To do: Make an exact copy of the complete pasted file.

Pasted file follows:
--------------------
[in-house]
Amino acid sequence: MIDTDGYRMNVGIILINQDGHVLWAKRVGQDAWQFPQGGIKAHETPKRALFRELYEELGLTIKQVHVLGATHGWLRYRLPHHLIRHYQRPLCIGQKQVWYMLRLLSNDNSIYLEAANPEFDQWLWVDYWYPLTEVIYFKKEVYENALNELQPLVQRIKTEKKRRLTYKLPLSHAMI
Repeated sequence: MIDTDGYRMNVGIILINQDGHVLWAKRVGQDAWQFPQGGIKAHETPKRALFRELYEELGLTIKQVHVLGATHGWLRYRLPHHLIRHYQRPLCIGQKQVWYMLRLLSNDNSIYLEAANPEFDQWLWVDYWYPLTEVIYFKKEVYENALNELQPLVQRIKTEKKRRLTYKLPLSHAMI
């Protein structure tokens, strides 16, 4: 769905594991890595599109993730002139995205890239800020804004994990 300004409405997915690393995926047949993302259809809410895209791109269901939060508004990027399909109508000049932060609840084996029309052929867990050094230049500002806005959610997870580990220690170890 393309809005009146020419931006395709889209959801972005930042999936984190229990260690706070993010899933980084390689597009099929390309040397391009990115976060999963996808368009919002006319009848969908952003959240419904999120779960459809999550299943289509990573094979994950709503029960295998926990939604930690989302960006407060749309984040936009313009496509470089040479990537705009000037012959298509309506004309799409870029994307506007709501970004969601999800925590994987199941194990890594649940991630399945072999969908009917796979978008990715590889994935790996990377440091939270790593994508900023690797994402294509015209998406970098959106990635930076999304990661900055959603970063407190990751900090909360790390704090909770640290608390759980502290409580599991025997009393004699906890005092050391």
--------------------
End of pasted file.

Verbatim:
[in-house]
Amino acid sequence: MIDTDGYRMNVGIILINQDGHVLWAKRVGQDAWQFPQGGIKAHETPKRALFRELYEELGLTIKQVHVLGATHGWLRYRLPHHLIRHYQRPLCIGQKQVWYMLRLLSNDNSIYLEAANPEFDQWLWVDYWYPLTEVIYFKKEVYENALNELQPLVQRIKTEKKRRLTYKLPLSHAMI
Repeated sequence: MIDTDGYRMNVGIILINQDGHVLWAKRVGQDAWQFPQGGIKAHETPKRALFRELYEELGLTIKQVHVLGATHGWLRYRLPHHLIRHYQRPLCIGQKQVWYMLRLLSNDNSIYLEAANPEFDQWLWVDYWYPLTEVIYFKKEVYENALNELQPLVQRIKTEKKRRLTYKLPLSHAMI
């Protein structure tokens, strides 16, 4: 769905594991890595599109993730002139995205890239800020804004994990 300004409405997915690393995926047949993302259809809410895209791109269901939060508004990027399909109508000049932060609840084996029309052929867990050094230049500002806005959610997870580990220690170890 393309809005009146020419931006395709889209959801972005930042999936984190229990260690706070993010899933980084390689597009099929390309040397391009990115976060999963996808368009919002006319009848969908952003959240419904999120779960459809999550299943289509990573094979994950709503029960295998926990939604930690989302960006407060749309984040936009313009496509470089040479990537705009000037012959298509309506004309799409870029994307506007709501970004969601999800925590994987199941194990890594649940991630399945072999969908009917796979978008990715590889994935790996990377440091939270790593994508900023690797994402294509015209998406970098959106990635930076999304990661900055959603970063407190990751900090909360790390704090909770640290608390759980502290409580599991025997009393004699906890005092050391």